The Psalmist begins in the first person, with the letter alef,“Aromimcha, I will raise up, I will glorify, Elohai hamelech, my God, the Sovereign,va-avarcha shimcha l’olam va-ed, and I will praise Your name forever.  By this opening line, the Psalmist reinforces that fact that he is offering words of praise to God.  B’chol yom avarcheka, Every day, I will praise You and I will exalt Your name forever.  Praise is not a one time offering, but every day provides new reasons to recognize God’s greatness and offer our thanks and praise.  Various synonyms of praise are utilized throughout the Psalm, avarcheka is related to baruch, blessed, praised, and ahal’lah, from hallel, the same root as tehilah, praise.  We will see in this Psalm various statements about the nature of God, interspersed with these expressions of praise.  It has been suggested that this was arranged so that a leader could speak of some aspect of divinity and the congregation might respond with praise.  Indeed, in many congregations this psalm is chanted responsively by the prayer leader and the congregation.

 

The gimel verse begins with Gadol Adonay, Great is the Lord, um’hulal m’od, and greatly to be praised. V’ligdulato ein cheker, once again that  greatness is beyond calculation.  “Cheker” nowadays imply doing research on a topic.  You can research it all you want, but you will never comprehend all of God’s greatness.  You might notice that we have slipped from first person to third person, referring to God, rather than addressing Him directly.  The Psalmist goes back and forth between statements about himself and God and those where he speaks of others praising God in some way.

 

Dor l’dor y’shabach ma’asecha, one generation to the next praises Your deeds, ug’vuratecha yagidu, and they will tell of Your greatness.  Yagidu is from the same root as haggadah, telling the story.  All of Judaism has been transmitted from one generation to the next, sometimes orally, other times through the written word.  Hadar k’vod hodecha, is hard to translate because the three terms are basically synonyms, as the Psalmist struggles to find words for his experience of God’s beauty, glory, splendor.  V’divrei nif’lotecha asicha, and I will speak words about Your wonders. “Sicha” can mean conversation, though our sages, noting that root used by Isaac, tell us that it can refer to prayer, as Isaac converses with the Lord out in the fields. The rabbis see this a kind of minchah service.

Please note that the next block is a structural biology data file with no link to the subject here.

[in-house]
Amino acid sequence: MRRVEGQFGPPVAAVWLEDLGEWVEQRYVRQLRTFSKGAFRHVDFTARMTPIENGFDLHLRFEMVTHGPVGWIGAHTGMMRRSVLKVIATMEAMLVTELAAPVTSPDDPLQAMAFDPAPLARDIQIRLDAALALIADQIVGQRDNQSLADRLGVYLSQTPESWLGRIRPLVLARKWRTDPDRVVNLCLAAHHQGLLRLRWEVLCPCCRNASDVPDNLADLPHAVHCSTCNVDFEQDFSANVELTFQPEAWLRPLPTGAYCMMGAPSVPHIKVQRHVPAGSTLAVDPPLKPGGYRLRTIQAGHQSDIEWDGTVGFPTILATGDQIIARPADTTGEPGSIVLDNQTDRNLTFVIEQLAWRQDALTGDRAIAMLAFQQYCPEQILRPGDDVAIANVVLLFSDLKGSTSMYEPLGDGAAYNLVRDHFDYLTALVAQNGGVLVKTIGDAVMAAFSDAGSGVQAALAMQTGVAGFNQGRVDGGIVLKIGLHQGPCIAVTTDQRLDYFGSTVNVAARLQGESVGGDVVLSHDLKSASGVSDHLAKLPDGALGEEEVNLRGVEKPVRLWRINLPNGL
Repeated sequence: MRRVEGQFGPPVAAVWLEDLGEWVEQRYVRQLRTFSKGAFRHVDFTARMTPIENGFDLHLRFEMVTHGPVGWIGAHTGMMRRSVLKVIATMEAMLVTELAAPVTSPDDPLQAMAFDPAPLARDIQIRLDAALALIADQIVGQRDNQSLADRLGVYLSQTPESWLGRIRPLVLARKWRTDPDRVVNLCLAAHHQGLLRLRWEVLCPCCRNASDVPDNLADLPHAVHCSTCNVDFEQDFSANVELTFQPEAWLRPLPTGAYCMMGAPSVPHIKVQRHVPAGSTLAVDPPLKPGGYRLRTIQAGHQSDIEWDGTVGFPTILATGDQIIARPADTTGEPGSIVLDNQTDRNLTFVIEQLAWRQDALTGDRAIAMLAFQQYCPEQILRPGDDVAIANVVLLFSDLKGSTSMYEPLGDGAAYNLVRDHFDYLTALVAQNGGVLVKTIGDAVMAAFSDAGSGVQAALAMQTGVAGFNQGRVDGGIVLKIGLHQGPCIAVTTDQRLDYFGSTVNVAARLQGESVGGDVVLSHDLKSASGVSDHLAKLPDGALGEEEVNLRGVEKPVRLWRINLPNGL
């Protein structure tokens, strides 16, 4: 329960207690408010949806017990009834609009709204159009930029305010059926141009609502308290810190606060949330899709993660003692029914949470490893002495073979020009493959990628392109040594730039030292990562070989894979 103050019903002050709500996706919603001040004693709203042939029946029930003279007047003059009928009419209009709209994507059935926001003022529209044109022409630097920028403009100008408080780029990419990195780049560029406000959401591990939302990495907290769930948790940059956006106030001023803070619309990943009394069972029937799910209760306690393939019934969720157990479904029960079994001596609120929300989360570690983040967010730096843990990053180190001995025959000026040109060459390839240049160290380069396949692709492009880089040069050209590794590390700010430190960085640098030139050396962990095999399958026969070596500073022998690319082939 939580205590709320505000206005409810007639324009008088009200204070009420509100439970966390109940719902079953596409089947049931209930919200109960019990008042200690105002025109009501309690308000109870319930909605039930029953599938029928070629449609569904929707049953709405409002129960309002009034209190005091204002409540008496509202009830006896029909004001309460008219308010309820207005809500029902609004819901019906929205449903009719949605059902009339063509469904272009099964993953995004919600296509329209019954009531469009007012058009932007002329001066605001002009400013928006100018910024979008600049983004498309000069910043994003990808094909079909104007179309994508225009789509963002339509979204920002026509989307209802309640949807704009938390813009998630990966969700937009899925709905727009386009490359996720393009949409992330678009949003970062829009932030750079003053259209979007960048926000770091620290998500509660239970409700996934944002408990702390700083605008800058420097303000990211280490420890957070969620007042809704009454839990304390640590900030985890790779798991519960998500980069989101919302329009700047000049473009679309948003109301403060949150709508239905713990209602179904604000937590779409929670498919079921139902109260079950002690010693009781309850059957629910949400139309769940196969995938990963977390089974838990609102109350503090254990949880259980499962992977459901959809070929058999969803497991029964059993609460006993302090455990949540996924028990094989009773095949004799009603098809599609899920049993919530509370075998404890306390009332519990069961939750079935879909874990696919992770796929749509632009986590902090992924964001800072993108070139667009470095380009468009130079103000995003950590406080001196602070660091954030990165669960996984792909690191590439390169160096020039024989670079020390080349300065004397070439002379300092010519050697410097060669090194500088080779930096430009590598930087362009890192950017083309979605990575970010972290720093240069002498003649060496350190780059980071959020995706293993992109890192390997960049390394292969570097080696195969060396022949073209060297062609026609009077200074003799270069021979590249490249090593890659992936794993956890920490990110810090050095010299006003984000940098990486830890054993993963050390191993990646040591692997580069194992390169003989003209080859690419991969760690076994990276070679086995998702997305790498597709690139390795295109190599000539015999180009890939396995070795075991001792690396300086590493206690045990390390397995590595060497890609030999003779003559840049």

Ve-ezuz norotecha yomeru, they will speak of the power of Your awesomeness, ug’dulatcha asaprena, and I will tell of Your greatness. Both of these terms are regularly used in the opening words of the Amidah, Ha-El hagadol, hagibor, v’hanora, the great, mighty, and awesome God, an expression used by Moses in the Torah.  Again there is this back and forth between the congregation (they) and the leader (I) throughout this Psalm.  Zecher rav tuv’cha yabiu, they will express the mention of Your great goodness.  Zecher indicates that we recall the many good acts that God has done for us.  V’tzidkatcha yeranenu, and we will sing of Your righteous acts. The poet goes from what “they” will say to what “we” will say.

 

We are now up to the letter chet, and we have a statement regarding God’s attributes.  Chanun v’rachum Adonay, gracious and compassionate is Adonay, erech apayim v’gdol chased, patient and abundant in love.  These terms appear in the thirteen attributes that we repeat again and again on Yom Kippur: “Adonay, Adonay, El rachum v’chanun, erech apayim v’rav chesed ve-emet.”  We continue speaking about God’s qualities in the next verse: Tov Adonay lakol, God is good to all, v’rachamav al kol ma’asav, and His compassion is over all His works or all His creatures.  Therefore, in the next verse, Yoducha Adonay kol ma’asecha, all of Your creatures will thank or acknowledge You, O Lord, va-chasidecha y’varchucha, and Your chasidim, Your pious ones, Your faithful ones, will bless You.

 

K’vod malchut’cha yomeru, they will tell of the glory of Your Kingdom.  Ug’vuratcha y’daberu, and speak of Your mighty acts.  However, it is not sufficient to praise God, we need to spread the word to all the world:  L’hodia livnei ha-adam g’vurotav, to make known to the children of Adam, all of the people in the world, Your mighty deeds.  U’khvod  hadar malchuto, and the glory of the splendor of His sovereignty.